The judge in the ongoing Vista Capable row has denied PC buyers a motion for partial summary judgment in a lawsuit against Microsoft, citing a lack of evidence to show the company had hoodwinked customers.
The issue will be decided in a forthcoming trial instead, ruled US District Judge Marsha Pechman late on Wednesday.
The decision to deny the motion sought by plaintiffs in the long-running dispute was made despite the fact that emails between MS wonks, released by the court in February last year, revealed doubts even among Redmond top brass.
In January 2006 the then-Windows chief Jim Allchin expressed his concerns in an email exchange with a colleague.
"I believe we are going to be misleading customers with the Capable program," he said at the time. "OEMs will say a machine is Capable and customers will believe that it will run all the core Vista features. The fact that Aero won't be there EVER for many of these machines is misleading to customers."
Allchin left Microsoft in January 2007 after 17 years with the company.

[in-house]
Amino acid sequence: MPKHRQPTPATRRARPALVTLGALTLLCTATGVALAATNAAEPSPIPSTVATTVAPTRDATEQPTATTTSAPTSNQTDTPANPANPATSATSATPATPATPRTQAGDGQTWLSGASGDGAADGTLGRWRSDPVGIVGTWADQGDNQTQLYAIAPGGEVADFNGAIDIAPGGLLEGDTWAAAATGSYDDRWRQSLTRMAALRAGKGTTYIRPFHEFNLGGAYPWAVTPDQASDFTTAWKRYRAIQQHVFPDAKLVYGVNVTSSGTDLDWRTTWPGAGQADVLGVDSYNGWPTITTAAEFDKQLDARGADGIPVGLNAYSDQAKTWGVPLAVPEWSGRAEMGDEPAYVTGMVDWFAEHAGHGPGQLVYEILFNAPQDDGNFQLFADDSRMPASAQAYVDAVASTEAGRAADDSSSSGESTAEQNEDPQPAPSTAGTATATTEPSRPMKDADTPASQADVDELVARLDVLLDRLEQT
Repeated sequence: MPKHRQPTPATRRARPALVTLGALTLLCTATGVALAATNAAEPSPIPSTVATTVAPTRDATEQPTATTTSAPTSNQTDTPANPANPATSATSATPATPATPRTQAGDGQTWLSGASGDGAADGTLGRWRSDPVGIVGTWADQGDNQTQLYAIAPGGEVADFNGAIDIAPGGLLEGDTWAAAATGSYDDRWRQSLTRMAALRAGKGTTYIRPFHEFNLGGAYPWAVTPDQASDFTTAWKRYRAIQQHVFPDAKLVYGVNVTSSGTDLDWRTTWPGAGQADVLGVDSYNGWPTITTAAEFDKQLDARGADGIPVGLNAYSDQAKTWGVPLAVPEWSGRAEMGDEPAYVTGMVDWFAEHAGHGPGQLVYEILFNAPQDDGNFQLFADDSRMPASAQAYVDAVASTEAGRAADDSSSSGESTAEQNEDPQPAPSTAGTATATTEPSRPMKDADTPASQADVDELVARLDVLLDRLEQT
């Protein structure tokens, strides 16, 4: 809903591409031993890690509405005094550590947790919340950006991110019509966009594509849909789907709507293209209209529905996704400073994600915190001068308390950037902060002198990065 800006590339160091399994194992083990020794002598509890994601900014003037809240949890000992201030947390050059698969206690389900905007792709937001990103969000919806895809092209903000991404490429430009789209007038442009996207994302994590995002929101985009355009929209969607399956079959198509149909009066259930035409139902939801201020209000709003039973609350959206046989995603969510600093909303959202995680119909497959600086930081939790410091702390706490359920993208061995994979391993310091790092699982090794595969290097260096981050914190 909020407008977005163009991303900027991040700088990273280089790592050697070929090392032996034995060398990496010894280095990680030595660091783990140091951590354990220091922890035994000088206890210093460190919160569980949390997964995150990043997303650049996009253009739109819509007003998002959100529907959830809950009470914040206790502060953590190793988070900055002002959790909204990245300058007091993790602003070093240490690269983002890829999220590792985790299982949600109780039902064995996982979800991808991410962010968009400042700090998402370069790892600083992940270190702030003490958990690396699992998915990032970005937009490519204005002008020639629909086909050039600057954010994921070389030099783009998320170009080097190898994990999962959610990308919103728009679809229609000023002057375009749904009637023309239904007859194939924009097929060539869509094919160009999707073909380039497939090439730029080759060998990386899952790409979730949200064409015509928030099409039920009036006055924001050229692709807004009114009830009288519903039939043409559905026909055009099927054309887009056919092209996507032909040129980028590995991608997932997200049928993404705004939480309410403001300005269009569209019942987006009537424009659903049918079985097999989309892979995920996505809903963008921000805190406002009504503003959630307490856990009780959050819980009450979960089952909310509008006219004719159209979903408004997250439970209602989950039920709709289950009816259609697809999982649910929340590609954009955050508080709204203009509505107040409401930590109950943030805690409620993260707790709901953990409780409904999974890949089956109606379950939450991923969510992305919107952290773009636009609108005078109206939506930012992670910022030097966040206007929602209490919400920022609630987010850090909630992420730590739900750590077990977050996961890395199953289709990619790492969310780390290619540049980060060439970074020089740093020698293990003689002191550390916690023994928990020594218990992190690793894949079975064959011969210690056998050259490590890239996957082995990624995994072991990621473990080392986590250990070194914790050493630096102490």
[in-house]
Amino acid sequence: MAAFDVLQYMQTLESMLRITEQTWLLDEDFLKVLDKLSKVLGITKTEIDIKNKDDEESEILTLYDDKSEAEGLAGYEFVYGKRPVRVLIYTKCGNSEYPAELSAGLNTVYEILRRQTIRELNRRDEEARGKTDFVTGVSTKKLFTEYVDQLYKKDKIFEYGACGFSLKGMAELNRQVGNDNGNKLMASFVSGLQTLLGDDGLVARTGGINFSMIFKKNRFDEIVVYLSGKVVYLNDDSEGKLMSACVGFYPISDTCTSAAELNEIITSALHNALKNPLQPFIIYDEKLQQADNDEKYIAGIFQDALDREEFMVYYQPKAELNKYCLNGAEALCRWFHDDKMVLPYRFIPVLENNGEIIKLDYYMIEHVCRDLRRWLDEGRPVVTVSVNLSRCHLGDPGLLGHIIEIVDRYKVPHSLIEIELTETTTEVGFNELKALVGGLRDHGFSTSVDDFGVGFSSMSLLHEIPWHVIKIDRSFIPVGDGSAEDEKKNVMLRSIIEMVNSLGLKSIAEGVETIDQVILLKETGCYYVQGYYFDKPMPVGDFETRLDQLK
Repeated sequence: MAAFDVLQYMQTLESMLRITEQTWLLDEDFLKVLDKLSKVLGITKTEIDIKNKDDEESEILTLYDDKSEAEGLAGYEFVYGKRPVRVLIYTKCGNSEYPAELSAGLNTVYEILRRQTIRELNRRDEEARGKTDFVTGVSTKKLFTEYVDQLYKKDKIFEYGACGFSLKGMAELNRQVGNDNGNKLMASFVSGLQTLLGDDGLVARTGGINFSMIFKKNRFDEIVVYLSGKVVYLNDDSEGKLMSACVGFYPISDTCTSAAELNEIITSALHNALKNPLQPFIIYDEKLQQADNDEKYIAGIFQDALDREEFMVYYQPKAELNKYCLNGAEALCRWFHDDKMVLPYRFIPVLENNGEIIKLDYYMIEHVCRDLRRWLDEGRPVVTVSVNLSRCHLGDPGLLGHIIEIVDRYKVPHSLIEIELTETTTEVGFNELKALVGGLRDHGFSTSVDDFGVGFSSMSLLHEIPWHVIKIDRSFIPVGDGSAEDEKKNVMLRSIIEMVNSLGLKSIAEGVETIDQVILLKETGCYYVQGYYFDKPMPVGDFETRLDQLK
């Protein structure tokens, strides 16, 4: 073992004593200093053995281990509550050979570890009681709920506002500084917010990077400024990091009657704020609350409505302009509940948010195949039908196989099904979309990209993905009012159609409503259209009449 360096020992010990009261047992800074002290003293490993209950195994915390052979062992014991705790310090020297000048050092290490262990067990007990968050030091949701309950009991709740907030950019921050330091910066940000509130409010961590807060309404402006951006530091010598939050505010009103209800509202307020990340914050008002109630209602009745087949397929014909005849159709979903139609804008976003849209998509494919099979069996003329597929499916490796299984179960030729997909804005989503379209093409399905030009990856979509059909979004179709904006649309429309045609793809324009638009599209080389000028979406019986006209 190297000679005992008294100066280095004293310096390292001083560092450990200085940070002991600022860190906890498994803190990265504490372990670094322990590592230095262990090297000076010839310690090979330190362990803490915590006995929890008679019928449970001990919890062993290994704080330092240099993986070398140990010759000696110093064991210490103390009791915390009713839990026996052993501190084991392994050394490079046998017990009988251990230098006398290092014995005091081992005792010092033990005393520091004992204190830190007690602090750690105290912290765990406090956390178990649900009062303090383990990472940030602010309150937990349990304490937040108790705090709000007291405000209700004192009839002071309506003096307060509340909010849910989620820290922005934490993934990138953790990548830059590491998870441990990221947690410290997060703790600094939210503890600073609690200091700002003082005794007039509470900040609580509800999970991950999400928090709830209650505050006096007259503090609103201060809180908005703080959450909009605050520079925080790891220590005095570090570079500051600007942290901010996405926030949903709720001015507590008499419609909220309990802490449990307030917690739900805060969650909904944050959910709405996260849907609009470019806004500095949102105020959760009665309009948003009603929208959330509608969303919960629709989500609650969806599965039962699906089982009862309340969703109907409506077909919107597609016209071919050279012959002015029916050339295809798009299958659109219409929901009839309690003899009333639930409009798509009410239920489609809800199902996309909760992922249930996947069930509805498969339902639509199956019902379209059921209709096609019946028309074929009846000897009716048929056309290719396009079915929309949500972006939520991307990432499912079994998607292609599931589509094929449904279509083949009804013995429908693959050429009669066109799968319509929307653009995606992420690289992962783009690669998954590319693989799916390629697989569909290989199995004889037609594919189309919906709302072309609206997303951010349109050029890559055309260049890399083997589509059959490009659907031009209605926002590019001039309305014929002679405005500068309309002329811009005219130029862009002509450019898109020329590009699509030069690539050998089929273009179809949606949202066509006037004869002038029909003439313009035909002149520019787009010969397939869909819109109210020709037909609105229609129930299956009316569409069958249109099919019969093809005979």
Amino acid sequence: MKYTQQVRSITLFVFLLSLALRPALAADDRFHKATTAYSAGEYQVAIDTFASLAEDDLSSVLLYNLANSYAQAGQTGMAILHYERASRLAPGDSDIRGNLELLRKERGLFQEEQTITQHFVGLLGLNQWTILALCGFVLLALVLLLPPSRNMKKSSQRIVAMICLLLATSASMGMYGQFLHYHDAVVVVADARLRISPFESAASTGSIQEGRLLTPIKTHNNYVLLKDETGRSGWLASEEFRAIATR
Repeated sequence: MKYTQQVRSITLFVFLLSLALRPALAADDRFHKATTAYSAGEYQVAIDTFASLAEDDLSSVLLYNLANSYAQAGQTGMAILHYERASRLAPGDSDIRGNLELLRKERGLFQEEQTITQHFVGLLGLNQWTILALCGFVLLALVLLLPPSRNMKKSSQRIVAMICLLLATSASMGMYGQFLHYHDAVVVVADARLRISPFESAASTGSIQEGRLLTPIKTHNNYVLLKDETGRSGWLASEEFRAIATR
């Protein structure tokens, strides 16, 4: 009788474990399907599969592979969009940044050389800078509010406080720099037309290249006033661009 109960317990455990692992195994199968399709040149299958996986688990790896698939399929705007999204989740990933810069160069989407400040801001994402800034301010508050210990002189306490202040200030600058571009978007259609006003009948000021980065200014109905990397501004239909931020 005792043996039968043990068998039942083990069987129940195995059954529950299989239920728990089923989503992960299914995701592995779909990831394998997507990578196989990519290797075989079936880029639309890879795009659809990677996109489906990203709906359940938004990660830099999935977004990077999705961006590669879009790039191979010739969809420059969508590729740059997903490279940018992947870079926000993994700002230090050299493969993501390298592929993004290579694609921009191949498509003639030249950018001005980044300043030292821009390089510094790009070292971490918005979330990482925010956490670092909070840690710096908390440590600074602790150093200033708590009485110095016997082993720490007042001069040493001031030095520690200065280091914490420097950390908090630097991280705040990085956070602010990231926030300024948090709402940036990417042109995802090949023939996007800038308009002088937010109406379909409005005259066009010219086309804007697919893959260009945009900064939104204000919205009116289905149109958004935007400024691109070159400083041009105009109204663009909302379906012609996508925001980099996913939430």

The email missives also revealed that MS had apparently lowered its Windows Device Driver Model (WDDM) requirements for Vista to help out its old friend Intel, which was "late with its integrated chipset", according to a message penned by Microsoft's Brad Goldberg to Steven Sinofsky in August 2006.
At the crux of the debate was the fact Intel's 915 chipset could not run the critical Longhorn Display Driver Model (LDDM), also known as the WDDM.
The emails "raise a serious question about whether customers were likely to be deceived by the WVC [Windows Vista Capable] campaign," repeated Pechman in her ruling dated 18 March 2009.
However, she added: "These communications do not establish that Microsoft's actions, as a matter of law, had a capacity to deceive a substantial portion of the public.
"A trier of fact must analyse both internal discussions and public disclosure to determine whether the Vista Capable campaign had a capacity to deceive."
Plaintiffs brought the case against Microsoft two years ago. They allege that the company artificially inflated demand for Vista in the run-up to Christmas 2006, by falsely advertising that PCs would be capable of running the full version of the firm’s operating system before it had even been launched into the consumer market.
Some customers felt they had been duped by the sticky labels slapped on Windows XP-based PCs that lacked the appropriate hardware to run Vista Premium's media centre, and the Aero interface.
Just last month Microsoft scored a major win in the case when Pechman ruled it no longer warranted class action status. ®